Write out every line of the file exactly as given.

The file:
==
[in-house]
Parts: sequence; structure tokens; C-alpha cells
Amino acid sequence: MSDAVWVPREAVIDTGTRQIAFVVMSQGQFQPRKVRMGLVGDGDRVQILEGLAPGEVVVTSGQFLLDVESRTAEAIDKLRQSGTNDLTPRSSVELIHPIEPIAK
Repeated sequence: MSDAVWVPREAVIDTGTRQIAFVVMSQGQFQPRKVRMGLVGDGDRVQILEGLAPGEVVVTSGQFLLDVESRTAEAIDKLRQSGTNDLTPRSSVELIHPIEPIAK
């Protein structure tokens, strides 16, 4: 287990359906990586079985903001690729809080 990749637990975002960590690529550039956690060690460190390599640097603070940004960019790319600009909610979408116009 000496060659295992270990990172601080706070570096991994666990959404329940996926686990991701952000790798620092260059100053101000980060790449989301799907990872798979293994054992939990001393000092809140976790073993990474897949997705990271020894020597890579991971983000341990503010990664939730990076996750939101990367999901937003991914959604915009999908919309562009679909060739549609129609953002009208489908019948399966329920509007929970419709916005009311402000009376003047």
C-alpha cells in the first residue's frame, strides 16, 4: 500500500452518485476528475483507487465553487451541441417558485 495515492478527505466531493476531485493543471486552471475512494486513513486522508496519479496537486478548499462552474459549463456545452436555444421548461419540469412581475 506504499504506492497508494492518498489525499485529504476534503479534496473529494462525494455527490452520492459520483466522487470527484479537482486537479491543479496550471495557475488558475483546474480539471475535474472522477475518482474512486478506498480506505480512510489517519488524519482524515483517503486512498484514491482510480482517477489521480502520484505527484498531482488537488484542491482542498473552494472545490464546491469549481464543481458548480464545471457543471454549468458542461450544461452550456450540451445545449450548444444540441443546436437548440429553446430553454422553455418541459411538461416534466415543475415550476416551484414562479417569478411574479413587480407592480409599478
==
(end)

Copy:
[in-house]
Parts: sequence; structure tokens; C-alpha cells
Amino acid sequence: MSDAVWVPREAVIDTGTRQIAFVVMSQGQFQPRKVRMGLVGDGDRVQILEGLAPGEVVVTSGQFLLDVESRTAEAIDKLRQSGTNDLTPRSSVELIHPIEPIAK
Repeated sequence: MSDAVWVPREAVIDTGTRQIAFVVMSQGQFQPRKVRMGLVGDGDRVQILEGLAPGEVVVTSGQFLLDVESRTAEAIDKLRQSGTNDLTPRSSVELIHPIEPIAK
């Protein structure tokens, strides 16, 4: 287990359906990586079985903001690729809080 990749637990975002960590690529550039956690060690460190390599640097603070940004960019790319600009909610979408116009 000496060659295992270990990172601080706070570096991994666990959404329940996926686990991701952000790798620092260059100053101000980060790449989301799907990872798979293994054992939990001393000092809140976790073993990474897949997705990271020894020597890579991971983000341990503010990664939730990076996750939101990367999901937003991914959604915009999908919309562009679909060739549609129609953002009208489908019948399966329920509007929970419709916005009311402000009376003047």
C-alpha cells in the first residue's frame, strides 16, 4: 500500500452518485476528475483507487465553487451541441417558485 495515492478527505466531493476531485493543471486552471475512494486513513486522508496519479496537486478548499462552474459549463456545452436555444421548461419540469412581475 506504499504506492497508494492518498489525499485529504476534503479534496473529494462525494455527490452520492459520483466522487470527484479537482486537479491543479496550471495557475488558475483546474480539471475535474472522477475518482474512486478506498480506505480512510489517519488524519482524515483517503486512498484514491482510480482517477489521480502520484505527484498531482488537488484542491482542498473552494472545490464546491469549481464543481458548480464545471457543471454549468458542461450544461452550456450540451445545449450548444444540441443546436437548440429553446430553454422553455418541459411538461416534466415543475415550476416551484414562479417569478411574479413587480407592480409599478